5 Tips to Improve Employee Retention

Christine Campbell, Business Development Manager at Nelson

With local unemployment rates at historic lows, North Bay employers are not only having trouble finding new employees but also keeping the ones they have.

Today’s hot market means that even employees who are not actively seeking a new job may leave if the right offer comes along. Those with specialized training or skills are especially at risk.

What’s a North Bay employer to do? For some perspective and tips, we turned to Christine Campbell, Business Development Manager at the local workforce solutions company, Nelson.

73% of workers are open to hearing about new opportunities.

Understand Every Employee is a Potential Job Seeker

Millennials are more likely than Gen Xers or Baby Boomers to leave their roles in the next two years,[1] and TopResume estimates that 73% of workers are open to hearing about new opportunities.[2] Employers need to be constantly aware of the state of their workforce and proactively plan retention efforts.

People will leave an employer if they do not see a path for career growth.

Provide Growth Opportunities

Invest in retention strategies to increase the likelihood that employees will stay and grow with your company. Prove to your employees you want them to stay by defining and sharing paths for upward trajectory and providing training to achieve those next steps.

Employees join companies, but leave managers.

Train Managers Well

If you’re seeing consistent turnover in a certain position or department, sit down with the manager in charge and assess the situation. Getting the best out of people while still meeting organizational goals is a complex skill that must be learned and practiced. Providing employees, especially managers, opportunities to receive such support is an excellent way to reduce turnover and improve retention.

Employers spend, on average, around a third of a manager’s annual salary to hire a replacement[3]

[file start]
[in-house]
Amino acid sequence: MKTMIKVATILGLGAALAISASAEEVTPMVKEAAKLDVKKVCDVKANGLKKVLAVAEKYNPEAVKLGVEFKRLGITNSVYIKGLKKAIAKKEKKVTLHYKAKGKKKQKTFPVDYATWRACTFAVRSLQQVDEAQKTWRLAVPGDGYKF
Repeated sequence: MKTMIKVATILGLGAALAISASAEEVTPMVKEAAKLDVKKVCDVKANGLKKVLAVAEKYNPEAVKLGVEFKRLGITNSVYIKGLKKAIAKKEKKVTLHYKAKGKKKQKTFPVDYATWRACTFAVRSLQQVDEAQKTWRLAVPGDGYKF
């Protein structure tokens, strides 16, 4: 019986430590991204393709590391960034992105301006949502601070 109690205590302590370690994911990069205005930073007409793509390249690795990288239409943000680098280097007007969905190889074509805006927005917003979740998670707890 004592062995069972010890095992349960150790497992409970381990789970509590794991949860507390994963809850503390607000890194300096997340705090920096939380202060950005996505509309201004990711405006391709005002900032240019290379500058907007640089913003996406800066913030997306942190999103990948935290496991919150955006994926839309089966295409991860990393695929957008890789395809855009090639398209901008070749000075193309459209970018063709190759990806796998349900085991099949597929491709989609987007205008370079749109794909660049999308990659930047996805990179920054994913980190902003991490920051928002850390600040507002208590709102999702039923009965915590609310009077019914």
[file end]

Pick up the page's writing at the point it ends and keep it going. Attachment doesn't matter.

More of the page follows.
Increase Compensation and Benefits

Employees leave for lots of different reasons, but often, it just comes down to money. If you can’t offer pay increases across the board, consider other forms of compensation, like a bonus tied to performance or length of service. Boost your healthcare benefits if you can, and assess whether offering other perks, such as flex time or family-friendly benefits, will help you retain employees.  It’s important to understand what the market is offering…and absolutely essential to know what your employees want and need from you financially.

Paid volunteer time, a dog-friendly workplace, and free food are examples of perks offered by Sonoma County employers.

Pay Attention to Workplace Culture & Other Factors

If your salaries are competitive and you are still seeing retention and attraction challenges across the organization, do some research to see if adjustments to your workplace culture are in order.

Work with your teams to identify ways to show employees you care about them. Employee events, dress-down Fridays, or group charity projects are just a few examples.  Just remember: offering free food and paid volunteer hours is pointless if management tolerates an unsafe, unethical, or hostile work environment. More important is a consistent, positive workplace culture that supports your employees.

Next Steps

Some experts estimate that up to 75% of turnover is preventable[4]. But it takes time and commitment to root out why people are leaving and adjust your strategy accordingly.

With limited resources, how do you optimize your company’s retention without sacrificing recruiting, sourcing, or other HR functions? One solution is to work with a staffing firm such as Nelson, who can help you determine when to outsource and when to leverage your internal resources.


[1] Lightspeed/Rubbermaid (2017) Two in Three Millennials Would Give Up Social Media if Everyone at Their Company Recycled https://www.prnewswire.com/news-releases/two-in-three-millennials-would-give-up-social-media-if-everyone-at-their-company-recycled-300435136.html

[2] Talent Inc. (2017) TopResume Survey Reveals: Most Professionals Have a Wandering Eye for Making a Career Move https://www.talentinc.com/press_2017-02-03

[3] HRDive.com (2017) Study: Turnover costs employers $15,000 per worker https://www.hrdive.com/news/study-turnover-costs-employers-15000-per-worker/449142/

[4] HRDive.com (2017) Study: Turnover costs employers $15,000 per worker https://www.hrdive.com/news/study-turnover-costs-employers-15000-per-worker/449142/

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